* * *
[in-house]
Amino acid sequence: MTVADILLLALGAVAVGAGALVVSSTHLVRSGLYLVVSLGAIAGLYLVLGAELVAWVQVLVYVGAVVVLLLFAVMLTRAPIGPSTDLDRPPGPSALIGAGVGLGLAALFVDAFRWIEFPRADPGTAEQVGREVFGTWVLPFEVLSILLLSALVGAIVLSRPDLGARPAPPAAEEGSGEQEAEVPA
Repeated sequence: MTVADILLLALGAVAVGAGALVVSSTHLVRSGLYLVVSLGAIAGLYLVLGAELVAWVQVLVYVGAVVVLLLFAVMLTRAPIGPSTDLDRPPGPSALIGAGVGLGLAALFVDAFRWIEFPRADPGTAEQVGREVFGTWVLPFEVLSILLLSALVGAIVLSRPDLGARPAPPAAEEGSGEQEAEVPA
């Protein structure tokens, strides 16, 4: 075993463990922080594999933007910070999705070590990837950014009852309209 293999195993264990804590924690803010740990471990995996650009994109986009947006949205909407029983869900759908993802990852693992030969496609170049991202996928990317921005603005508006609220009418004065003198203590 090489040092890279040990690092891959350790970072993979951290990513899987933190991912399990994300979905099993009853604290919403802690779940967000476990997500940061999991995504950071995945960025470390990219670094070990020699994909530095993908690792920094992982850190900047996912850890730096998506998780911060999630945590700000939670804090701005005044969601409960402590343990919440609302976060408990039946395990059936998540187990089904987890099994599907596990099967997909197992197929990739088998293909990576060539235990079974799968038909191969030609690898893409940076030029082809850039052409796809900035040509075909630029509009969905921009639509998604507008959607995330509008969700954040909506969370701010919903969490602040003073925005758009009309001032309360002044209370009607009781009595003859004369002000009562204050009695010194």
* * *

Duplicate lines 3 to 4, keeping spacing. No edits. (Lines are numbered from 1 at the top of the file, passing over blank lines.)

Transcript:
Repeated sequence: MTVADILLLALGAVAVGAGALVVSSTHLVRSGLYLVVSLGAIAGLYLVLGAELVAWVQVLVYVGAVVVLLLFAVMLTRAPIGPSTDLDRPPGPSALIGAGVGLGLAALFVDAFRWIEFPRADPGTAEQVGREVFGTWVLPFEVLSILLLSALVGAIVLSRPDLGARPAPPAAEEGSGEQEAEVPA
């Protein structure tokens, strides 16, 4: 075993463990922080594999933007910070999705070590990837950014009852309209 293999195993264990804590924690803010740990471990995996650009994109986009947006949205909407029983869900759908993802990852693992030969496609170049991202996928990317921005603005508006609220009418004065003198203590 090489040092890279040990690092891959350790970072993979951290990513899987933190991912399990994300979905099993009853604290919403802690779940967000476990997500940061999991995504950071995945960025470390990219670094070990020699994909530095993908690792920094992982850190900047996912850890730096998506998780911060999630945590700000939670804090701005005044969601409960402590343990919440609302976060408990039946395990059936998540187990089904987890099994599907596990099967997909197992197929990739088998293909990576060539235990079974799968038909191969030609690898893409940076030029082809850039052409796809900035040509075909630029509009969905921009639509998604507008959607995330509008969700954040909506969370701010919903969490602040003073925005758009009309001032309360002044209370009607009781009595003859004369002000009562204050009695010194």